Winter Bulbs at Lambley
The last autumn leaf has barely dropped before the first snowdrops flower here. The earliest of all the Galanthus which starts to flower during late June and is at its best during early July is a variety I got from Bryan Tonkin’s Nursery some twenty odd years ago. I bought it as Galanthus caucasica but it is probably just an early flowered form of Galanthus elwesii. Be that as it may it is such a joy to have it in full flower now during the first week in July. I grow it under an olive tree and in ten years each bulb has made a twelve fold increase.
Snowdrops are very difficult bulbs for nurserymen to despatch during the summer/autumn bulb selling period as they don’t like to dry out. In the UK they are often sent “in the green”, that is sent after they’ve finished flowering but whilst still in leaf. This treatment does them no harm at all and to my mind is probably the best way to treat them in Australia.
Snowdrops have naturalised so widely in English woods that they are often wrongly thought to be native. They were in fact introduced to England during medieval times. Galanthus nivalis was probably brought home by pilgrims to the holy land. As this Galanthus is in flower on February 2nd they were planted around ecclesiastical buildings in the UK. February 2nd is forty days after the birth of Jesus and is the day that the Feast of Presentation of Jesus to the Temple was celebrated as well as the Feast of the Purification of the Virgin. These were very important feasts in the medieval church calender. Snowdrops can still be found growing around ecclesiastical buildings. A beech wood in the garden of the rectory in my village of Lambley in the East Midlands was carpeted by tens if not hundreds of thousands of snowdrops and once a year the rector allowed church going children to pick bunches for our mothers.
I find the few snowdrop varieties which I grow here at Lambley to be easy to accommodate. All they need is a spot in well drained soil with good winter light and summer shade. They grew very well under some 140 years old elms here at Lambley until one of the elms split during wet weather last year. I moved the snowdrops so that the tree could be cut down and removed.
The first hoop petticoat daffodils to flower here start at the beginning of May. I was given three or four bulbs of Narcissus ‘Nylon’ about thirty years ago. When Criss and I moved to Burnside twenty years ago I had several hundred bulbs and I planted these under catmint, Nepeta ‘Six Hill’s Giant’, along a low wall some thirty metres in length. This bed isn’t ever watered which suits the daffodil as it needs a good summer baking to flower well. The catmint is cut to the ground in early May which allows the daffodil to flower. By the time the catmint is growing again the following spring the daffodil will have grown, flowered, seeded and died down. One of the special joys of Narcissus ‘Nylon’ is its beautiful spicy fragrance.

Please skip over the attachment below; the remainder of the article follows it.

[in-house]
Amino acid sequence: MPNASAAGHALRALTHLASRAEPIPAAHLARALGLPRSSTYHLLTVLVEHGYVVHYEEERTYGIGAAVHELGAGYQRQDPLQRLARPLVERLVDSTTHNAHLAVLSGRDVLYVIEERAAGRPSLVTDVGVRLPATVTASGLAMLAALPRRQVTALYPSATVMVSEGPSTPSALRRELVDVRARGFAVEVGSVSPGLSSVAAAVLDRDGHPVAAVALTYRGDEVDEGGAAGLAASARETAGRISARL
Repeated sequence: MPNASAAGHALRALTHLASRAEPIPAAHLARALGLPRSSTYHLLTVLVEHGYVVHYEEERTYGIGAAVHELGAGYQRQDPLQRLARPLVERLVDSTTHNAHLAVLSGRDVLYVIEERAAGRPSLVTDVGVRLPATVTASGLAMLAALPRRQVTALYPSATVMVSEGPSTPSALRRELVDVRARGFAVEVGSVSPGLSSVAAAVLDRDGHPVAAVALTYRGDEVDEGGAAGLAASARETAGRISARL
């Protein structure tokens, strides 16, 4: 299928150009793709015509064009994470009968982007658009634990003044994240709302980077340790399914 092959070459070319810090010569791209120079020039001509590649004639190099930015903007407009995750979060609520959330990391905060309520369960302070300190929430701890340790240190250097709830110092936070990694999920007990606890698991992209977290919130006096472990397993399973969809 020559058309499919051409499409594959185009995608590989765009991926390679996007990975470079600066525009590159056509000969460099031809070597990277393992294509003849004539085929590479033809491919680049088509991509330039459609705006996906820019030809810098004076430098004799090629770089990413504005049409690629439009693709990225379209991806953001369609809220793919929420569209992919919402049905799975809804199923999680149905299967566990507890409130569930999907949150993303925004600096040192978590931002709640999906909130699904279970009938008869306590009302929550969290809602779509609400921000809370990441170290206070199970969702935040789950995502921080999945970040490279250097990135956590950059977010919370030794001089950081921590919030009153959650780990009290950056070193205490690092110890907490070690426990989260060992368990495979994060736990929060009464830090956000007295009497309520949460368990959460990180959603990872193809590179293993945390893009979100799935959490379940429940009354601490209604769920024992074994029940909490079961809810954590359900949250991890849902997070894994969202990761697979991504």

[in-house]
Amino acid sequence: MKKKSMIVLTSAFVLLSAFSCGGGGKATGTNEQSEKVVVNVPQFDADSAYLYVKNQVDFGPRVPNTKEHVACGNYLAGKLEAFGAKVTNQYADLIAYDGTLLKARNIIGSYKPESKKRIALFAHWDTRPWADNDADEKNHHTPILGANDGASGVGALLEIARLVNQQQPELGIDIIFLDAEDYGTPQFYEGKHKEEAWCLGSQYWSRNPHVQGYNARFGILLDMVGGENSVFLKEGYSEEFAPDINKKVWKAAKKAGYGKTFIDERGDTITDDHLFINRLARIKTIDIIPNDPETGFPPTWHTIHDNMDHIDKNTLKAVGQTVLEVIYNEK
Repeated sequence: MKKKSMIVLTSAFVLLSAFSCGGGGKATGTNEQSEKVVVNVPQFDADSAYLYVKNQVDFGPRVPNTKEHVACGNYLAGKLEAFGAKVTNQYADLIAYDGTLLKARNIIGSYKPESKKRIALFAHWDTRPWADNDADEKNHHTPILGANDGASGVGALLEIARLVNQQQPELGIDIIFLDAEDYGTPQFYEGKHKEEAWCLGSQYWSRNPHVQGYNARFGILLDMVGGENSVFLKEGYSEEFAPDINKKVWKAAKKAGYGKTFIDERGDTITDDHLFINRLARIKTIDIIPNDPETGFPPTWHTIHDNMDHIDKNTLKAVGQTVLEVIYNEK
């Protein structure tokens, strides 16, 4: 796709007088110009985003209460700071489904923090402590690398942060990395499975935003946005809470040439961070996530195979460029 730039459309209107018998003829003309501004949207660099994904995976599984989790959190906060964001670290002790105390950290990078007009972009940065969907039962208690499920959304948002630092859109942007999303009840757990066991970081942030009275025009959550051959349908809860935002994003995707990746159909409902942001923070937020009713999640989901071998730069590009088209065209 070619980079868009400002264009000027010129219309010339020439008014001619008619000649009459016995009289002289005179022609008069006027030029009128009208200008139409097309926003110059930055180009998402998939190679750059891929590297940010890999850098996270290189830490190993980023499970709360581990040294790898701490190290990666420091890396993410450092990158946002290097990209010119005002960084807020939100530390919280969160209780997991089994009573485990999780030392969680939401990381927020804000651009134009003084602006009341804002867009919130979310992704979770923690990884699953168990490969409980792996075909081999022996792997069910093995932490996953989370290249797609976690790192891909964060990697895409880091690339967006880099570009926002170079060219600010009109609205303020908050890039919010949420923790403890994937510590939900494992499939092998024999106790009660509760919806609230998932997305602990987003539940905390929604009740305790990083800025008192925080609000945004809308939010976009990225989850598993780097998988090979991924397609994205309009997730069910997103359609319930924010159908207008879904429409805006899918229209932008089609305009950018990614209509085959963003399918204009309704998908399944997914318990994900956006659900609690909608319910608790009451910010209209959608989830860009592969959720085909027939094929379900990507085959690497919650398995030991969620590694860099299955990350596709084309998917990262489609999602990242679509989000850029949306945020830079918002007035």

Narcissus ‘Fyno’ is a similar daffodil which is at its best in June but is still is good in July. The ivory white flowers are produced in profusion and the thin, dark green reed-like leaves are in perfect proportion to the flowers. The flower stem is 15cm tall and the leaves are about the same.
I planted fifty Narcissus ‘Spoirot’ under olive trees in the dry garden ten years ago. This is a superb hybrid raised by Rod Barwick in Tasmania. The original bulbs though have self sown so I now have a hybrid swarm ranging in colour from the original creamy white through lemons to deep yellow. They cover an area some three metres long by a two metres wide and are so densely packed together that each year I lift a lot when they are in flower, divide the clumps into individual bulbs and replant them straight away giving them a sip of water immediately after planting.
I mostly divide the bulbs that I grow in the garden whilst they are in full flower as then I know what I’m working with. I first lift the clump of the variety I want to divide and then pull the clump apart holding the bulbs not the leaves. It does no harm to replant at this time of year as long as the bulb roots don’t dry out. If I wait until the bulbs are dormant two things are likely to happen. I will forget that I wanted to replant them or I won’t remember where they are.
I can’t write about winter flowering daffodils without mentioning Narcissus ‘Rijnvelds Early Sensation’ which is, by a long shot, the earliest of the trumpet daffodils. In the garden they were in full flower two weeks ago during the second half of June and are still delighting me three weeks later. This perfectly shaped, rich daffodil yellow trumpet is a superb bulb to grow in pots for bringing into the house during the shortest and most dismal days of winter. It also picks well. It is quite dwarf as the stem are only 20cm tall.